Economist Gary Shilling is so bearish on the global economy, it’s hard to find anything he likes.
Earlier we published his list of really bad investments, including the housing market, banks, commodities, emerging markets and debt-burdened countries like Japan.
But there’s a short list of favourite investments in his new book The Age Of Deleveraging.
Shilling says he has been a 30-year Treasury bull since 1981. The 'bond rally of a lifetime' is going to continue as deleveraging causes deflation. Even Ben Bernanke won't be able to stop that.
There won't be much growth, so you might as well collect dividends. A few examples include Procter and Gamble (PG), Unilever (UN), Coca Cola (KO) and PepsiCo (PEP).
Consumer discretionary spending is getting whacked, but people still need to buy bread and socks. Stores like Walmart are well-positioned to grow.
People want to spend money on something. Shilling says items like snakeskin tote bags, five-blade razors and designer jeans could be the new type of conspicuous consumption, taking the place of big ticket items like sports cars.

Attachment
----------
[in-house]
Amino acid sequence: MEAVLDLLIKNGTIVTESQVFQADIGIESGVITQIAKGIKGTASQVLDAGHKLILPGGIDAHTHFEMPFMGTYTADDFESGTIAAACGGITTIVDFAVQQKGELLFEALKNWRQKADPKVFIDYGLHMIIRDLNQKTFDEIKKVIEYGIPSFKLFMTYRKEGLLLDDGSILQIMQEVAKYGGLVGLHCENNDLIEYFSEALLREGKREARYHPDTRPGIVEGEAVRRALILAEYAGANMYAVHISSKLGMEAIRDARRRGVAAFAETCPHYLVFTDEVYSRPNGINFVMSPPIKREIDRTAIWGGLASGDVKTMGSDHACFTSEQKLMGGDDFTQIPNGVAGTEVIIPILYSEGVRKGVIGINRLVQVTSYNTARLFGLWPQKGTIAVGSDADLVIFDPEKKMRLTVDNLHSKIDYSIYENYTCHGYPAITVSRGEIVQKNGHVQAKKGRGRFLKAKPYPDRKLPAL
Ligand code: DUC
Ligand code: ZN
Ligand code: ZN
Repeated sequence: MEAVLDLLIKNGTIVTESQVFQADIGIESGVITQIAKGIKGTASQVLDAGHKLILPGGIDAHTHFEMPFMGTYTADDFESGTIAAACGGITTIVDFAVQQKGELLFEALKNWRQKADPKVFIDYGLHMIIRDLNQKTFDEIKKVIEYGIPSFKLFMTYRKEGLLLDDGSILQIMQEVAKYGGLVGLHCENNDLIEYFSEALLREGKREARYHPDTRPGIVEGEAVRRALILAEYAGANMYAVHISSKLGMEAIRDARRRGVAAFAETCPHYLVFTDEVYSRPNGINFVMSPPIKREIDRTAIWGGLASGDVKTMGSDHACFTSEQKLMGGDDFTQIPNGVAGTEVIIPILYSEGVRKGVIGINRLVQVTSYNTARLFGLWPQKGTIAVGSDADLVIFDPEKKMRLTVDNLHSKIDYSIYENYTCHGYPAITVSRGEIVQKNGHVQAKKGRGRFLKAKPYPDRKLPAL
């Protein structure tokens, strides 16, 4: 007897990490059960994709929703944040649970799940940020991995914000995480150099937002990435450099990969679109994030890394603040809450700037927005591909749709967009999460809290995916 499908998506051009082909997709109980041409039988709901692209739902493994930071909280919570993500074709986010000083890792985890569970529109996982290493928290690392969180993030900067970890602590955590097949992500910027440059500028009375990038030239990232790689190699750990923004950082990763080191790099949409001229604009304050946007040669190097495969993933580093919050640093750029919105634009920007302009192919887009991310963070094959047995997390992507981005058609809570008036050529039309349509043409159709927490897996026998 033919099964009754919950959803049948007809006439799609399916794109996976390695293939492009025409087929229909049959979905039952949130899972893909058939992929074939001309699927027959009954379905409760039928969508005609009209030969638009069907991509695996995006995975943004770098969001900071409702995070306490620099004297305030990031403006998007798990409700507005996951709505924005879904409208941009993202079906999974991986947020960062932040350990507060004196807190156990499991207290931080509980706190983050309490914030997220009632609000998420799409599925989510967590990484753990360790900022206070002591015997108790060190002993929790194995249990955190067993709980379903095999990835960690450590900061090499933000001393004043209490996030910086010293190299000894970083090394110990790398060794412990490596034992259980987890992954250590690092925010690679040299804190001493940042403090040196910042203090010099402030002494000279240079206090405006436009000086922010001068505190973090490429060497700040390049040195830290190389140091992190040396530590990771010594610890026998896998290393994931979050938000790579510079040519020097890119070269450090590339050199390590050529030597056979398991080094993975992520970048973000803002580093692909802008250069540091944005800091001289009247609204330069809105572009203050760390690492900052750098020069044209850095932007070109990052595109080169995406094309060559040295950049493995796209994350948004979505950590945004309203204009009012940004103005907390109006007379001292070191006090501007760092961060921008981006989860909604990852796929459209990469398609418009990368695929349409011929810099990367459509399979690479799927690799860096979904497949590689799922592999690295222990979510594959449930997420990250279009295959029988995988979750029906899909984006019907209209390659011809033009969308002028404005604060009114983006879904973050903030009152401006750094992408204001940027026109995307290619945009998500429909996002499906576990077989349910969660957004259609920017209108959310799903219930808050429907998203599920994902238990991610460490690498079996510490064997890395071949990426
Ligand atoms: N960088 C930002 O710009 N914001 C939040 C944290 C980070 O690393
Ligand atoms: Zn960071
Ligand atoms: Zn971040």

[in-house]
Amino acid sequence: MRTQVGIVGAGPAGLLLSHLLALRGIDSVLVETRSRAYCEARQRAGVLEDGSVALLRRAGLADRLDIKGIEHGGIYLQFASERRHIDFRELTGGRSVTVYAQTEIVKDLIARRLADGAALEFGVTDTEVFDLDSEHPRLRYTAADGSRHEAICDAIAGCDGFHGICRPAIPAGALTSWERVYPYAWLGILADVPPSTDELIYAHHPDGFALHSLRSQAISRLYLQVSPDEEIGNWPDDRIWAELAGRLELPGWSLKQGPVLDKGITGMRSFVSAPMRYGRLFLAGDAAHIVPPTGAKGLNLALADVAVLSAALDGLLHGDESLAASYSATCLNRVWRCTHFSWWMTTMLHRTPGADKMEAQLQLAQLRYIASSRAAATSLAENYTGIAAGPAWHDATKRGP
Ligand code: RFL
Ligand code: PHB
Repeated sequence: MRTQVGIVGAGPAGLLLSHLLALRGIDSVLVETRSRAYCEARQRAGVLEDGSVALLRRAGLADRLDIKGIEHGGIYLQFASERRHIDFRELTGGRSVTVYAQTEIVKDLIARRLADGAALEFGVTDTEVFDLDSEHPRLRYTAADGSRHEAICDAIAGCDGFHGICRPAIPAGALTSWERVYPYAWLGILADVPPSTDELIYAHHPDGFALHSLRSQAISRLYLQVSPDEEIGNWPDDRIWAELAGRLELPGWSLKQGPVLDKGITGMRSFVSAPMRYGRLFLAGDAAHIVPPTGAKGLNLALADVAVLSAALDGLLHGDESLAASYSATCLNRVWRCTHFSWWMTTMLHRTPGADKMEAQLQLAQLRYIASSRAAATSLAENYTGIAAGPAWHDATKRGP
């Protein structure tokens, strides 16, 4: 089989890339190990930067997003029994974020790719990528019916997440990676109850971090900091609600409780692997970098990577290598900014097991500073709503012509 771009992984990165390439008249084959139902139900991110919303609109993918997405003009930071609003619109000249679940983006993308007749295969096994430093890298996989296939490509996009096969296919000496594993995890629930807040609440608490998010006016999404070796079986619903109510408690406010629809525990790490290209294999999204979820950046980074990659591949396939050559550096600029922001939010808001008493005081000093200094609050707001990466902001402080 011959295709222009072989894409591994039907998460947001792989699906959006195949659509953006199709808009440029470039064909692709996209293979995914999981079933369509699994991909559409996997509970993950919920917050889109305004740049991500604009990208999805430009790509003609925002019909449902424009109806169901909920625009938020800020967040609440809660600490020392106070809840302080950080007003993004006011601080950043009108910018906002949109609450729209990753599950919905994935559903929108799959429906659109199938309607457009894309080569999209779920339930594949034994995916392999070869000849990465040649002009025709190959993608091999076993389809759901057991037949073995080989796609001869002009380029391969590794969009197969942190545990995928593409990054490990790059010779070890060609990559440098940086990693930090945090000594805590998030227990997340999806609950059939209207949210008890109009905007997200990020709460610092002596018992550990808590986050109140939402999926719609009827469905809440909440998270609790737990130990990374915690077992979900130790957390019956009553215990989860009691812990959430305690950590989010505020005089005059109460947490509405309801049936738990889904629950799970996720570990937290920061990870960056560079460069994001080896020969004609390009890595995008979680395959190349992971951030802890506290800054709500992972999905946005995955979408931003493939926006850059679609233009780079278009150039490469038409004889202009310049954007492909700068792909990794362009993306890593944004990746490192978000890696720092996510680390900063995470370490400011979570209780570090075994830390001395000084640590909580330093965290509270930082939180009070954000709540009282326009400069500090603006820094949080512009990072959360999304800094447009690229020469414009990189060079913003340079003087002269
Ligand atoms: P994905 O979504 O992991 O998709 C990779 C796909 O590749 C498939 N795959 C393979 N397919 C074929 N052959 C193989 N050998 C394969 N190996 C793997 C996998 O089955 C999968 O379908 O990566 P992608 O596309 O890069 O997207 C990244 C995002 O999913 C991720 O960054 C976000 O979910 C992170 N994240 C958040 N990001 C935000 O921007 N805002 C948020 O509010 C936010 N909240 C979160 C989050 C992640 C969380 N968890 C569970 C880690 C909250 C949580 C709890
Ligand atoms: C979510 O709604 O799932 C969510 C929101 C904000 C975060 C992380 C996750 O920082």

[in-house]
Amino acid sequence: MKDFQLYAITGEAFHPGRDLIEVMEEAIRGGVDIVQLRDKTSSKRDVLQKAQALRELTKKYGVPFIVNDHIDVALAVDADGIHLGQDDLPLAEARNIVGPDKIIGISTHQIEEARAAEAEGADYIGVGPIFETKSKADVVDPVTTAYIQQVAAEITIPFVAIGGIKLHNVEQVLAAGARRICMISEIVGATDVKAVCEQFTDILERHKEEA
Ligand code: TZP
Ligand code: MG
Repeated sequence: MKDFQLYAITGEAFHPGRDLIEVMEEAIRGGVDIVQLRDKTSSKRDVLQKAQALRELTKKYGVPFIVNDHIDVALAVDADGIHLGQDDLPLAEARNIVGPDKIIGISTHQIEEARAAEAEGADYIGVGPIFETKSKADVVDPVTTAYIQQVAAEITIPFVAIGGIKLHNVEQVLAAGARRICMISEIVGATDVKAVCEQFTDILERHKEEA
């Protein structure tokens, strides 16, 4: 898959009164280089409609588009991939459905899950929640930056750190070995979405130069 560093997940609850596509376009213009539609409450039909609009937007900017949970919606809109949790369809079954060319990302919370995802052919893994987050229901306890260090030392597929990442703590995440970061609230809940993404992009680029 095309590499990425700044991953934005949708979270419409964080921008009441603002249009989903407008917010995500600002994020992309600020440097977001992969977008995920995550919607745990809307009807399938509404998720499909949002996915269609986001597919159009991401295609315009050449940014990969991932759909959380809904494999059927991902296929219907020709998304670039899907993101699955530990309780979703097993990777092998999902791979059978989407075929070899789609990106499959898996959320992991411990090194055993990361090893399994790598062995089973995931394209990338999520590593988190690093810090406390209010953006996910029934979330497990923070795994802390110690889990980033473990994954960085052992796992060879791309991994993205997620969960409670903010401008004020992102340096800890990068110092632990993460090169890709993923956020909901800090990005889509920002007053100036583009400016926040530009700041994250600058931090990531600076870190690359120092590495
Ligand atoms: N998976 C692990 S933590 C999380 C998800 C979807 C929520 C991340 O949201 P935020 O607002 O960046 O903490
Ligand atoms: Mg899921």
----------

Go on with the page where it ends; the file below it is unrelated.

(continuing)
With Europe and Japan drowning in debt and emerging markets verging on a crash, the dollar is going to start looking pretty good. Shilling says the dollar will remain the world's currency, with no real competition from gold or the yuan.
Meanwhile, America will be mired in deflation.
Low investment returns will discourage day-traders and encourage the use of professionals.
Cheap small homes are the order of the day, as old people look for a cheap retirement spot and young people look for a small mortgage.
Renting will be a more and more popular strategy.
As America ages, the health care industry seems unstoppable. Even Obama's health care reform ended up boosting earnings for many companies.
Anything that helps juice bottom lines will do well in the new era. This includes consulting groups, computers, internet, biotech and telecom.